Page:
Your Story Is a Bridge

A Scripted Freelance Writer Writing Sample

During a recent storytelling workshop I conducted, I had the opportunity to share a very personal and emotional story related to 9/11. Although I've shared my stories orally and in writing numerous times, and presented countless times to audiences large and small, in this case, I found myself uncharacteristically nervous. The sweats attacked me with a vengeance. And I had to fight through the first few moments of the story, telling it at the same time I was thinking, "God, I must look and sound awful." And then it hit me. The reason why I was struggling so much with this particular story was because 9/11 was and still is an extremely painful part of my history and experience. The act of telling it, of revealing that pain in some small way, scared me. For many people, the personal nature of the stories they want to share often results in a fear of being vulnerable or even a fear of being judged. Some of you know exactly what I'm talking about. You've experienced that fear, too. The fear comes from our less fortunate memories. We are reminded – consciously and subconsciously – of the times when we screwed up and we were judged (whether fairly or harshly), or when we were vulnerable and taken advantage of, or when we were humiliated and no one showed us grace. Sometimes fear is healthy, especially when it keeps us from doing self-destructive things. And sometimes fear just gets in the way of doing things we need to do. Those occasions require courage. The very act of sharing our stories demonstrates courage, and breaking through that fear empowers us and others. It's important to do. It's necessary to do. Why? Because everyone is on a journey in life. And no one's journey is perfect. And if we could all just accept that and move forward, then we could actually accomplish a lot together. A great way to do this is to share stories that bridge our lives and connect our journeys. That's because everyone's journey holds powerful lessons – not just for the individual sharing the story, but for the people reading, watching or listening to it. If I've said it once, I'll say it a thousand more times: everyone has a story to tell. Because everyone has a life full of experiences, events and memories that mean something. For the author, sharing a personal story can often be the key to understanding a past experience or healing from a painful memory. And for people in the audience, reading or hearing someone else's story often reminds them of similar experiences and triggers a sense of connection and belonging. I have witnessed this enough times to know it as my truth. Shared stories help us make sense of past experiences, and open us up to new ones. Some of the more recent stories people have shared on our site, Sidelined: Living with Crohn's, Agony of the Empty Nest, and The Loss of My Son to Social Services, drive this point home. These storytellers demonstrated great courage in sharing stories about deeply personal experiences. If they can do it, so can the rest of us. Story sharing is not only about coping with one's own past (or present) challenges. Think about it from a leadership and engagement standpoint. Sharing your professional and career experiences through stories can help you bring your team or organization together, and strengthen your relationship with those who work with you. Looking back at my career to date, I have had so many amazing experiences, and have learned some tremendous lessons from those experiences. Some lessons were painful, some were not. Some are embarrassing to tell. Some are hilarious. Some still make me beam with pride. And all are valuable. So it would be a shame not to share the stories of those experiences, even if it's only in the context of a 1-on-1 with someone who's going through a similar situation. It's in the process of sharing of those stories that we learn and connect the most. So, back to my recent 9/11 storytelling experience: what did I learn? Well, I learned that I still enjoy writing my stories more than I do telling them out loud. I learned that I had forgotten some things about my 9/11 experience that I needed to remember, and the decision to write and tell this story helped me do so. I learned some new things about other people's experiences on that sad, sad day. I learned, from my own 9/11 story, that moving forward is really about remembering and learning, first. I learned that I'm still capable of being vulnerable, and that is powerful. And I learned (again) that my vulnerability can empower others, by enabling them to be vulnerable. I use the word "again" because, in fact, I already knew this to be true. But sometimes, lessons are powerful and persistent, and they demand to be learned and re-learned. So, take the step. Get started with your story, and let me know how I can help. Because life's a journey. And your stories are the bridge.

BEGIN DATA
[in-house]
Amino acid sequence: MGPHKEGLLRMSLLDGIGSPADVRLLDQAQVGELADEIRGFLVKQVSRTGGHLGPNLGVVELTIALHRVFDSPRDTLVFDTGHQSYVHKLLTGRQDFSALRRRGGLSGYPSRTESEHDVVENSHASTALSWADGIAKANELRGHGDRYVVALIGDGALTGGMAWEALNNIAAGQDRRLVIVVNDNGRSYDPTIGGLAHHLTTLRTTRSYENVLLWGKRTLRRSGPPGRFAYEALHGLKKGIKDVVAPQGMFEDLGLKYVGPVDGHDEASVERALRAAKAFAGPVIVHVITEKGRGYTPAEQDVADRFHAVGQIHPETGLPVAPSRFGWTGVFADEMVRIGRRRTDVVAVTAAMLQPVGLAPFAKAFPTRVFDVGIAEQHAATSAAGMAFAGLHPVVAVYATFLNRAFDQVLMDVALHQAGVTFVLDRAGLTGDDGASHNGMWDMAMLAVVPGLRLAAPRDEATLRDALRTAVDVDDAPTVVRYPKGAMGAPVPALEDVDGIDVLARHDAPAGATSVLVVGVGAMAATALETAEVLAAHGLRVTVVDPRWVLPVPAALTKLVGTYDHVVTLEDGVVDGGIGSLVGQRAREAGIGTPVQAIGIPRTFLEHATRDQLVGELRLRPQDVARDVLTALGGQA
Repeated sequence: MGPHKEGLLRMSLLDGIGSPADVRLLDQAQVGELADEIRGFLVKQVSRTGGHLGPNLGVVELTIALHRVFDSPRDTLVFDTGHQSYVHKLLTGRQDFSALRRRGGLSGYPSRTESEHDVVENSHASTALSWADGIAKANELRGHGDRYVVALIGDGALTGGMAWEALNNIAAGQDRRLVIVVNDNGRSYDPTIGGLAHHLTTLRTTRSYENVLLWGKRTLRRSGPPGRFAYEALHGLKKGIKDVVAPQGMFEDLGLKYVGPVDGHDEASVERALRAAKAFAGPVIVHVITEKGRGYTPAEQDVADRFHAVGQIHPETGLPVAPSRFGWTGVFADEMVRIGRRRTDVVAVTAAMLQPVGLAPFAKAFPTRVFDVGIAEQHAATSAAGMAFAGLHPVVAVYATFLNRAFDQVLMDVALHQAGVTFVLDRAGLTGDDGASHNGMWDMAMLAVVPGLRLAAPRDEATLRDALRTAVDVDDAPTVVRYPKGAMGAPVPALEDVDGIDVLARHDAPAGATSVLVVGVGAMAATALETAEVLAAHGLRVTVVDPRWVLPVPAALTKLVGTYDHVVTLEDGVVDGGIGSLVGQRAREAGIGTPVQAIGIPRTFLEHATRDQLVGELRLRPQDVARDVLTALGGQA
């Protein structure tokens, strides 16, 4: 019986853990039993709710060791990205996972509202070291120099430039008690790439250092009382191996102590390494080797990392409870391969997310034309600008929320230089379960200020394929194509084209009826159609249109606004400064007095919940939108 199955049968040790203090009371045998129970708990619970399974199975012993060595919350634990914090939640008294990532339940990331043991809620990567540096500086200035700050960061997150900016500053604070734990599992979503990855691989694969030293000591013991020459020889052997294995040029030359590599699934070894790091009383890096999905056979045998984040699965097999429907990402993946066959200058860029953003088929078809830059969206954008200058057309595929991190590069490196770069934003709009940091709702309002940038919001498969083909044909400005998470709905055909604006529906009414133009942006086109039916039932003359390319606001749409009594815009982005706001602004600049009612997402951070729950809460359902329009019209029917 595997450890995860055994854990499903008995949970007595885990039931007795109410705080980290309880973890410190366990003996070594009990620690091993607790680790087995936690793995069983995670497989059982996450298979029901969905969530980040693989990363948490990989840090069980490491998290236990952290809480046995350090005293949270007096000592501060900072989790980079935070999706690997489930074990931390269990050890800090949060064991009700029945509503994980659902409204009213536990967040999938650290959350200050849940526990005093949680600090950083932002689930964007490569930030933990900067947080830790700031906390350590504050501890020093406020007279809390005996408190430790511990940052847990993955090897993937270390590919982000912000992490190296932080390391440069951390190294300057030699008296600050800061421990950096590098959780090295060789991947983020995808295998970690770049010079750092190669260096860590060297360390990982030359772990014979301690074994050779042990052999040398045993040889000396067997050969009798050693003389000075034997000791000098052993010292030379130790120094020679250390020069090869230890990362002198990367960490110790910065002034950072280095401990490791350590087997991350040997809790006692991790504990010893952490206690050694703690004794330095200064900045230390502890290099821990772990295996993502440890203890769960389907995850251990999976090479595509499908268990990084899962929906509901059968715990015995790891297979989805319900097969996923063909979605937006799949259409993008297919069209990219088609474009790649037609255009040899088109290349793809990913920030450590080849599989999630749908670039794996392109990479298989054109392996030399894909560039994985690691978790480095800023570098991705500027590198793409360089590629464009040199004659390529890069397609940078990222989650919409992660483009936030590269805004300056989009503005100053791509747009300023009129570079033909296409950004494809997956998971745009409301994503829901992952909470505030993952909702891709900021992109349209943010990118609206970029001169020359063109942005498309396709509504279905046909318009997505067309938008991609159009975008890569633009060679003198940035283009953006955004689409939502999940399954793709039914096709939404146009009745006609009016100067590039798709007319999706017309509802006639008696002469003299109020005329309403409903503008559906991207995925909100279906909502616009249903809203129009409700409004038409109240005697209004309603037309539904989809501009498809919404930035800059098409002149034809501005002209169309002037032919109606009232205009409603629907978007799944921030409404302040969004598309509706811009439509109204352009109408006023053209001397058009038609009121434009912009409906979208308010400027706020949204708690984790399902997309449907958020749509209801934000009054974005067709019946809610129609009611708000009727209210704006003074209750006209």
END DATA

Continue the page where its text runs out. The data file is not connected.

James W
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